This does all the things this blog and many others have been advocating for a while: giving away core content in order sell all kinds of ancillary materials and services. I can't wait.
06 May 2008
When you think of groups promoting the adoption of free software around the world, you do not probably think of staid old UNESCO; and yet this organisation is actually quite active in this field. Here's one of its latest moves:
UNESCO Office in Montevideo, Uruguay, in cooperation with the network of Free/Libre and Open Source Software (FLOSS) in Latin America and the Caribbean, published the Guía práctica sobre software libre: su selección y aplicación local en América Latina y el Caribe (Guidelines on free software: how to choose it and apply it locally in Latin America and the Caribbean).
This easy to read and practical guide promotes FLOSS contribution to sustainable development. It gives practical advice on the selection of adequate FLOSS solutions with the requested functionality and addresses the issue of migration from proprietary software to FLOSS. To facilitate the exchange of experience, the book offers a list of organizations and country related contacts. It also gives an overview of the thematic and regional landscape of the FLOSS community through the hints on annual FLOSS conferences in Latin America and the Caribbean.
Even for those who do not read Spanish, there are some very useful resources in this (free) guide. For example, there is a very detailed table showing free equivalents of Windows programs, and a good list of the main free software organisation around South America.
So if you ever need to know about free software in Belize or about the Fundación Código Libre Dominicano, you know where to go. Two countries stand out: Brazil (no surprise) and Uruguay (a big surprise, for me at least), which has more than half a dozen organisations supporting free software.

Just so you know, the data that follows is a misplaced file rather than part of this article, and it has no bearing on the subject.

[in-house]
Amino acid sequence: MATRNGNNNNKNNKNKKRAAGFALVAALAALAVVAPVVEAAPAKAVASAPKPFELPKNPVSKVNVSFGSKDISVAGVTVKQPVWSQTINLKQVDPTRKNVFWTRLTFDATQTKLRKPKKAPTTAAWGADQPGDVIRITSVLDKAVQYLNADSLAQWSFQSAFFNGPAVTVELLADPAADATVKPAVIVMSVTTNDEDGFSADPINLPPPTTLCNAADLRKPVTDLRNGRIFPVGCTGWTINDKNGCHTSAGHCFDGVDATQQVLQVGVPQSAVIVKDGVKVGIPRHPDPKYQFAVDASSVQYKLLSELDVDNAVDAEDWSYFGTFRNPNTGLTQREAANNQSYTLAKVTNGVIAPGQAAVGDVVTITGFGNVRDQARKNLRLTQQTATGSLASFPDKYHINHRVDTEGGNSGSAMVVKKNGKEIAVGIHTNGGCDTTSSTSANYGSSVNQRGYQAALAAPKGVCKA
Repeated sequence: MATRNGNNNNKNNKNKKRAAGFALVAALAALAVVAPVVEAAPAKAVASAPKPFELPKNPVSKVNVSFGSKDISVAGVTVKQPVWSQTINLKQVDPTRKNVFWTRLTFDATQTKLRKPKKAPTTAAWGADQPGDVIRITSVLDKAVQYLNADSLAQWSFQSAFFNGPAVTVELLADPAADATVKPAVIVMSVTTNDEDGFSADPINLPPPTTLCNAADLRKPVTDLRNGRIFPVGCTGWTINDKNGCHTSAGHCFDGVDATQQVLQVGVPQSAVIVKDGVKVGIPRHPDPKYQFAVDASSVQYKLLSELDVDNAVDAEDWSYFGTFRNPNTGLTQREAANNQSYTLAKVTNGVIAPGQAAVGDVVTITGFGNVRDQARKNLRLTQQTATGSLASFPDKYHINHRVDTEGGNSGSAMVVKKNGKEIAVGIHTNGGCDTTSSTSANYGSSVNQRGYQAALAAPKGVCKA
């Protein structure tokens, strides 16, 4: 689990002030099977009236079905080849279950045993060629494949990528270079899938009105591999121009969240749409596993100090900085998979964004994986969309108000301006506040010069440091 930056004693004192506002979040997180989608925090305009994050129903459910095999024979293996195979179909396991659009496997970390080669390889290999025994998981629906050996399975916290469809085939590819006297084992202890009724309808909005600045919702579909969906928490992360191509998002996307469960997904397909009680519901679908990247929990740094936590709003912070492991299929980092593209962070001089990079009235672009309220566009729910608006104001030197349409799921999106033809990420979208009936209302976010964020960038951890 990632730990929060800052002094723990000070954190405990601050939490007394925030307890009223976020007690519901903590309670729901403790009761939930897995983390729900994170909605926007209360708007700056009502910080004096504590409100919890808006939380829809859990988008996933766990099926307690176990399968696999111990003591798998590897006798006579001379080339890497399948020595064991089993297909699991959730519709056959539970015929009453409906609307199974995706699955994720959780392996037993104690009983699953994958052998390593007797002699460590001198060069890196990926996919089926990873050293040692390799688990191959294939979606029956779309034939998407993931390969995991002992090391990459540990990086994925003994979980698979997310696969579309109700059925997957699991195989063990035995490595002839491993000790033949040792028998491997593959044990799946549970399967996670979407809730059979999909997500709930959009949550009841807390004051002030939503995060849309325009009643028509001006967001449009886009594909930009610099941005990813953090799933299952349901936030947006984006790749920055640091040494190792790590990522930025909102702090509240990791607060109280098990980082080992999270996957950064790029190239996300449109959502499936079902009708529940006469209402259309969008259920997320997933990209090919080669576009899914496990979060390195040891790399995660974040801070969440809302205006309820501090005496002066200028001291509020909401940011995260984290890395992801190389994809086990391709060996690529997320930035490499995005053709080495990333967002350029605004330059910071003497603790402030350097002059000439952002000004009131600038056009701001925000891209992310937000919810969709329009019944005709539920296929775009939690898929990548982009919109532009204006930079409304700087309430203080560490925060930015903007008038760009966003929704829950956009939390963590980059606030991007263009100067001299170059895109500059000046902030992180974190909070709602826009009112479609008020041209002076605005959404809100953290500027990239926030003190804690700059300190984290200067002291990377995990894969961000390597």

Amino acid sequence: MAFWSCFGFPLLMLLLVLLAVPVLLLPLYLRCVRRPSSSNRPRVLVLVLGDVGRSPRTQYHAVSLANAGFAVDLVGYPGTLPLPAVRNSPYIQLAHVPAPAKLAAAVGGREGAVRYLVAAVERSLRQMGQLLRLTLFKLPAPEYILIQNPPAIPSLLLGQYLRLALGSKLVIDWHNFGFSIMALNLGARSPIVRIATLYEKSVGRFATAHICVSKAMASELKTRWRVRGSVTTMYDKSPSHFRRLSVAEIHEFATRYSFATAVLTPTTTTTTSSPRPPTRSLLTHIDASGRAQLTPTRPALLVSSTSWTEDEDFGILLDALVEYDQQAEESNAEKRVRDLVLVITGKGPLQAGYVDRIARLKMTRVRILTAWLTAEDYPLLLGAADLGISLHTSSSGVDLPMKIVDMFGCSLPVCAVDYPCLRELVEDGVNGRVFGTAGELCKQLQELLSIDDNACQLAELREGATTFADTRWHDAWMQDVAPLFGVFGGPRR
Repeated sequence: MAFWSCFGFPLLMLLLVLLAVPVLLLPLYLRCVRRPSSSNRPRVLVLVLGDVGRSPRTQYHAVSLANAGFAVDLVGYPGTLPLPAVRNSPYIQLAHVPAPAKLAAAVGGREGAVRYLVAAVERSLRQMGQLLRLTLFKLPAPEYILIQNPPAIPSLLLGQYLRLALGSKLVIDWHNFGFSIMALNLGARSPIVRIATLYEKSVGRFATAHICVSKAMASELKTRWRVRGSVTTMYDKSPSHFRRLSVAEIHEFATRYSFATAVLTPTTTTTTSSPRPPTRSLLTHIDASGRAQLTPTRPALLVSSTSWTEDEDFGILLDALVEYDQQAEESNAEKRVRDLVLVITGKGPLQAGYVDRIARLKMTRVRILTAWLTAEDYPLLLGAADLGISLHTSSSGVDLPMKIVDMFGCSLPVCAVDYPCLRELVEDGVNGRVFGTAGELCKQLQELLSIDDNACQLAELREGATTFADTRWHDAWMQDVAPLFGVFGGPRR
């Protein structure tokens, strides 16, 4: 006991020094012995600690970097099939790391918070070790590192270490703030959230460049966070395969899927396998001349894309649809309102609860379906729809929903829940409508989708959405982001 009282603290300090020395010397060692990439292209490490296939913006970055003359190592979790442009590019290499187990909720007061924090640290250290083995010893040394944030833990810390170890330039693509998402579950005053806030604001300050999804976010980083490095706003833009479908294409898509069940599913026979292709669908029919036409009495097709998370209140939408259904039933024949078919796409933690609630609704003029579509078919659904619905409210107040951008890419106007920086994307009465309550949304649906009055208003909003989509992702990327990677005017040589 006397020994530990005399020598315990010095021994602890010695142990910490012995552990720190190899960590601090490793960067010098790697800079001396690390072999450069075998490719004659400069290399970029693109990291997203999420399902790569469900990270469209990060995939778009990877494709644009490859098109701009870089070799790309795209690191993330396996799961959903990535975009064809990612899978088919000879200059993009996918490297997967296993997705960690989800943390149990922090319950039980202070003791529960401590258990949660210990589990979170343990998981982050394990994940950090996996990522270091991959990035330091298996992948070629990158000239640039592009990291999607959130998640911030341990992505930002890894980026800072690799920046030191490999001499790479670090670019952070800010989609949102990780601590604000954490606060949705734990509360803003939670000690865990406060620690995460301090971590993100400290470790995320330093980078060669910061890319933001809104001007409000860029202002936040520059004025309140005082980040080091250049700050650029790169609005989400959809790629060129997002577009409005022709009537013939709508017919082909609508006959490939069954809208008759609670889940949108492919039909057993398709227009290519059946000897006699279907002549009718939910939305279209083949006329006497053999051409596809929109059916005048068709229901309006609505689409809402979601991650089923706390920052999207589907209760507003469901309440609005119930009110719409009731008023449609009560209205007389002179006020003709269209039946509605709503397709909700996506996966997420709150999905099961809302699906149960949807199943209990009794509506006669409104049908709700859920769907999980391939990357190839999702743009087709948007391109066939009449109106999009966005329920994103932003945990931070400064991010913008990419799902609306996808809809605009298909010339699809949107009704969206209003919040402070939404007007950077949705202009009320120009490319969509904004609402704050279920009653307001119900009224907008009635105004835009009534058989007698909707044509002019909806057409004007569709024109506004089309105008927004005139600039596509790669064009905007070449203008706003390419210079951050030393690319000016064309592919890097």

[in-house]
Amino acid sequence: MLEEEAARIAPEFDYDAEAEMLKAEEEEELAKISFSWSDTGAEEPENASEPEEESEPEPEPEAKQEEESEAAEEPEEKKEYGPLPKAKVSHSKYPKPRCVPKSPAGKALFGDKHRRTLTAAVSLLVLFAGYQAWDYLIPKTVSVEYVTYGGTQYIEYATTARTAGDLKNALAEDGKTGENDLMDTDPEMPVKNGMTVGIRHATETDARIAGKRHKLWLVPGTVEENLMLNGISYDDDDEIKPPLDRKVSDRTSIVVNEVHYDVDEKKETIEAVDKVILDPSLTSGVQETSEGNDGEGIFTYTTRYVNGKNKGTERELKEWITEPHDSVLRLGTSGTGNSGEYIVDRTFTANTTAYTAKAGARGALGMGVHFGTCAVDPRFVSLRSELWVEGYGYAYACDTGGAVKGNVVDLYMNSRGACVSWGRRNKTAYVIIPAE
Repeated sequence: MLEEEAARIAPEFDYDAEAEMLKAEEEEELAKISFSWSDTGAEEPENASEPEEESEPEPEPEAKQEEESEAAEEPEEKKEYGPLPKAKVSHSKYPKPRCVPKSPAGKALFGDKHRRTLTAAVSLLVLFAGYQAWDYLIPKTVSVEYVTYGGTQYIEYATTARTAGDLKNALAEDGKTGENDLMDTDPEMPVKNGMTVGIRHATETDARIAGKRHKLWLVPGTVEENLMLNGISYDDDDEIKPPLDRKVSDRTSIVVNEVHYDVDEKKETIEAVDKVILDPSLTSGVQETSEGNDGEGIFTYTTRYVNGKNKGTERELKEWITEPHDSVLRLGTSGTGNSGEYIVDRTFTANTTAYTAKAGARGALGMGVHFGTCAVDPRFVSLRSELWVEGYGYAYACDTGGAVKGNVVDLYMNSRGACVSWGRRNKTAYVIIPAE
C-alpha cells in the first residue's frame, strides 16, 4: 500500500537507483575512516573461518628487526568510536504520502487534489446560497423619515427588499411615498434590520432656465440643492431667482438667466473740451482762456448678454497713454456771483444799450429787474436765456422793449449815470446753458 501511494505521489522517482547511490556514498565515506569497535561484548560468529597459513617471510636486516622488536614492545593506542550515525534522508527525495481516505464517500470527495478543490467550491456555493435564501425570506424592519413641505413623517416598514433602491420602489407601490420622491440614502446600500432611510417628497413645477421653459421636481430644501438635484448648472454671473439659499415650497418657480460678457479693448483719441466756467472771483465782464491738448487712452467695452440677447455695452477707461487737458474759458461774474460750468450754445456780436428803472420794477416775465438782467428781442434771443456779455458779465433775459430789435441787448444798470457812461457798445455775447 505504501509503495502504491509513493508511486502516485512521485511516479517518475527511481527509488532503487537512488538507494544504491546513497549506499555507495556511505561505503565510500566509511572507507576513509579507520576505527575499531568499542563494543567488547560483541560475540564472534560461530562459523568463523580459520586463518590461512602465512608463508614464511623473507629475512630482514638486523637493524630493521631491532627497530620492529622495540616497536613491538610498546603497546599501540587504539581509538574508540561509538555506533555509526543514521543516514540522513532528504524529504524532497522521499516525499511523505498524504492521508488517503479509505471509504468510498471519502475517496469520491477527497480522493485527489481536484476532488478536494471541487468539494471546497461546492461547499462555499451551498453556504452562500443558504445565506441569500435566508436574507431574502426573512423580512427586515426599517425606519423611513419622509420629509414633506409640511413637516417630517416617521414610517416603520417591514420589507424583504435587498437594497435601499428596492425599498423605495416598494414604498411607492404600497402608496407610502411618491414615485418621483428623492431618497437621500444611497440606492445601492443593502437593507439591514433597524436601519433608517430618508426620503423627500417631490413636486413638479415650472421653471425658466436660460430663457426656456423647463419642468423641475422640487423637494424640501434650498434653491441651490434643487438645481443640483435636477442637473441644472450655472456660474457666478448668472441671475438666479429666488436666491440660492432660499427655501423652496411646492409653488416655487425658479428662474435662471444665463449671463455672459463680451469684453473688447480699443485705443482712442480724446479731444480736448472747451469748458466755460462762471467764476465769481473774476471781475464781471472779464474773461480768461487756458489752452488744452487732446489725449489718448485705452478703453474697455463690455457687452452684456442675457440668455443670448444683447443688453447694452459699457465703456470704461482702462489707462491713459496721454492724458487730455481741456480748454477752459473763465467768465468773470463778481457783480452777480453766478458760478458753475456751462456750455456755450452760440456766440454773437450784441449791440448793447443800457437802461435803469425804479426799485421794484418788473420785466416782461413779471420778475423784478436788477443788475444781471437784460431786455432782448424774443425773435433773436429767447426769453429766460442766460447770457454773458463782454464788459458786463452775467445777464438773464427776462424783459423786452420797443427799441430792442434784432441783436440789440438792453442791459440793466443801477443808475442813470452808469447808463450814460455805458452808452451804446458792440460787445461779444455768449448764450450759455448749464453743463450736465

All in all, there seems to be far more going on Latin America than I with my anglocentric bias would have expected. All very hopeful for the future - and great to see UNESCO doing its bit to push things along there.
There's something utterly perverse about the way new drugs are developed. Pharmaceutical companies spend hundreds of millions - sometimes billions - of Euros investigating vast numbers of new compounds in the hope that they might treat a particular disease. If they find one that works, they then have to test it extensively for side-effects and the rest. Moreover, most of the negative knowledge they acquire - what doesn't work - is wilfully thrown away, since it represents "competitive" information.
But how about turning things on their head? Instead of trying millions of new substances for one disease, how about experimenting with the tens of thousands of known, safe medicines in the public domain on thousands of diseases? Like this:
The Johns Hopkins Clinical Compound Screening Initiative is an open-source effort to collect and index more than 10,000 known medications and determine which of them are also effective against hundreds of low-profile, Third World killers, such as Chagas disease, cholera and leprosy. The library will function something like a Wikipedia of drug discovery, where scientists around the world can contribute to the database and even provide samples or screen drugs themselves, thereby saving millions of dollars on R&D.
This could save millions of lives. Just one problem: nobody gets obscenely rich in the process....
Here's another interesting example of Microsoft's attempt to snuggle up to open source:
Die Open Source Business Foundation (OSBF) hat Microsoft als neues Mitglied gewonnen. Die OSBF mit Vereinssitz in Nürnberg ist ein Netzwerk aus Unternehmen und Institutionen, das sich für den Einsatz und die Verbreitung von freier Software in Unternehmen einsetzt und bereits 120 Mitglieder hat. Mit Microsoft Beitritt zur OSBF hat Andreas Hartl, Director Platform Strategy bei Microsoft, einen Sitz im Vorstand der OSBF übernommen. Neben seiner Vorstandstätigkeit wird er außerdem die Aktivitäten der OSBF-Projektgruppe "Interoperabilität" koordinieren.
Hartl sieht den Beitritt Microsofts zur OSBF als konsequenten Schritt im Rahmen der Open-Source-Strategie seines Unternehmens, von dem beide Seiten profitieren würden. Microsoft strebt neue Verbindungen mit Partnern aus dem Open-Source-Umfeld an und will bestehende Kooperationen festigen; die OSBF-Mitglieder können laut Hartl von Microsofts Erfahrung im Bereich der Business-Entwicklung profitieren.
[Via Google Translate:
The Open Source Business Foundation (OSBF), Microsoft has won as a new member. The OSBF association with headquarters in Nuremberg is a network of companies and institutions, for the use and dissemination of free software use in enterprises and already has 120 members. With Microsoft joining the OSBF has Andreas Hartl, Director of Platform Strategy at Microsoft, a seat on the board of the OSBF. In addition to his board work, it is also the activities of the project group OSBF "interoperability" coordinate.